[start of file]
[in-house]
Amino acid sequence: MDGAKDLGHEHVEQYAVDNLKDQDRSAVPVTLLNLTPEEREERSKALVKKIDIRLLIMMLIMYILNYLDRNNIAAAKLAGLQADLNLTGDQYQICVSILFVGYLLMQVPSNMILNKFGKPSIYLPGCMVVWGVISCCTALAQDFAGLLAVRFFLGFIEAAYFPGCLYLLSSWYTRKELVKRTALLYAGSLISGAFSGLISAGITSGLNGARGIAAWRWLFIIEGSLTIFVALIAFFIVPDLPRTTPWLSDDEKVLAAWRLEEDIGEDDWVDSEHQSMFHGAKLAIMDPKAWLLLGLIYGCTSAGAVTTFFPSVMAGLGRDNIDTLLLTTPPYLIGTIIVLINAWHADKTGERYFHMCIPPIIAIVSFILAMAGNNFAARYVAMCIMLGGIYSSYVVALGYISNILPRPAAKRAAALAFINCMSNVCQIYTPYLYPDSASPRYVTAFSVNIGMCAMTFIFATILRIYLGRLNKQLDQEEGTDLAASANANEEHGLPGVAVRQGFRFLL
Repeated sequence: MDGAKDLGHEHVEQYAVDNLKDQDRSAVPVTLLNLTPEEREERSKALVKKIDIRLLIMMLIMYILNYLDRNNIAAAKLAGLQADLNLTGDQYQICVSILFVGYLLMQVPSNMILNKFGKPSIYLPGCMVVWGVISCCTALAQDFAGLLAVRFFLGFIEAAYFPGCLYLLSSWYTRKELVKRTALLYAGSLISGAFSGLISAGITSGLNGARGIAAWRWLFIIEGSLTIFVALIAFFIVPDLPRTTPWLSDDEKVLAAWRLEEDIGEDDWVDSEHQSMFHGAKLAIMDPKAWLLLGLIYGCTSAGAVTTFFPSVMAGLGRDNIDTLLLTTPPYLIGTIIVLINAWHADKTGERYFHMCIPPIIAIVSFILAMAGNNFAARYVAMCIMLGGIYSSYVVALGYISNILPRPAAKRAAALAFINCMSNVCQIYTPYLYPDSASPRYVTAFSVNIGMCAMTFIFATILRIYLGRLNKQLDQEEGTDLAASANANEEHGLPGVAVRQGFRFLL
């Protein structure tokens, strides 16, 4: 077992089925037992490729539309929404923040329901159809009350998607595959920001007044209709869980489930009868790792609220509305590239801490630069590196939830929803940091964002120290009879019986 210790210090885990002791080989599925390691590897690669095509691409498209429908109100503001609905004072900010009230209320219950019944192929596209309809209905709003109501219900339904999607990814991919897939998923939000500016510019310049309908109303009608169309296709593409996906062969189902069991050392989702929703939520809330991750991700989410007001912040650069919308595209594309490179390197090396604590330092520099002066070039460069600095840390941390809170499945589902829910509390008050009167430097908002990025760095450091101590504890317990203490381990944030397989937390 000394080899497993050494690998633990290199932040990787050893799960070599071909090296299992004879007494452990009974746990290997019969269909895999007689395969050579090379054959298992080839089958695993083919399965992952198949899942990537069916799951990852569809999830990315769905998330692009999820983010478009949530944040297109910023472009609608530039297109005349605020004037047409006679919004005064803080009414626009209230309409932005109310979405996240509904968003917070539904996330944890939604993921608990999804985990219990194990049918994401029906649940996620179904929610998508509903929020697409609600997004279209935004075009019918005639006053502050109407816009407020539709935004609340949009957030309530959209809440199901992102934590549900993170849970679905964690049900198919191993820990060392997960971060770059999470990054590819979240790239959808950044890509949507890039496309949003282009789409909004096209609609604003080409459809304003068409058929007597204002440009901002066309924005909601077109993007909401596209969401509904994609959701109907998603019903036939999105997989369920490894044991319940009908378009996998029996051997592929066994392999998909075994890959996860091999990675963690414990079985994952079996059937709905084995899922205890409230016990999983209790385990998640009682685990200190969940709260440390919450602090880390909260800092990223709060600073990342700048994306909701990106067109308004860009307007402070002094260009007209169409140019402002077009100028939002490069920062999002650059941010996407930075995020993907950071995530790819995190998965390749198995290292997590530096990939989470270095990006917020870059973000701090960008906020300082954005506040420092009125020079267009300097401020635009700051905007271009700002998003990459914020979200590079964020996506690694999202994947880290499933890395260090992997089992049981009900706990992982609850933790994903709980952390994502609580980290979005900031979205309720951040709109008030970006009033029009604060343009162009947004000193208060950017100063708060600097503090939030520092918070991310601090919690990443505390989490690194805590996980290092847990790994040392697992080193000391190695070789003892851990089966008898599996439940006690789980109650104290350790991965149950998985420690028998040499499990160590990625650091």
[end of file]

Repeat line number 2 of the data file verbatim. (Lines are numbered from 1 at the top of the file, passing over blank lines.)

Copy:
Amino acid sequence: MDGAKDLGHEHVEQYAVDNLKDQDRSAVPVTLLNLTPEEREERSKALVKKIDIRLLIMMLIMYILNYLDRNNIAAAKLAGLQADLNLTGDQYQICVSILFVGYLLMQVPSNMILNKFGKPSIYLPGCMVVWGVISCCTALAQDFAGLLAVRFFLGFIEAAYFPGCLYLLSSWYTRKELVKRTALLYAGSLISGAFSGLISAGITSGLNGARGIAAWRWLFIIEGSLTIFVALIAFFIVPDLPRTTPWLSDDEKVLAAWRLEEDIGEDDWVDSEHQSMFHGAKLAIMDPKAWLLLGLIYGCTSAGAVTTFFPSVMAGLGRDNIDTLLLTTPPYLIGTIIVLINAWHADKTGERYFHMCIPPIIAIVSFILAMAGNNFAARYVAMCIMLGGIYSSYVVALGYISNILPRPAAKRAAALAFINCMSNVCQIYTPYLYPDSASPRYVTAFSVNIGMCAMTFIFATILRIYLGRLNKQLDQEEGTDLAASANANEEHGLPGVAVRQGFRFLL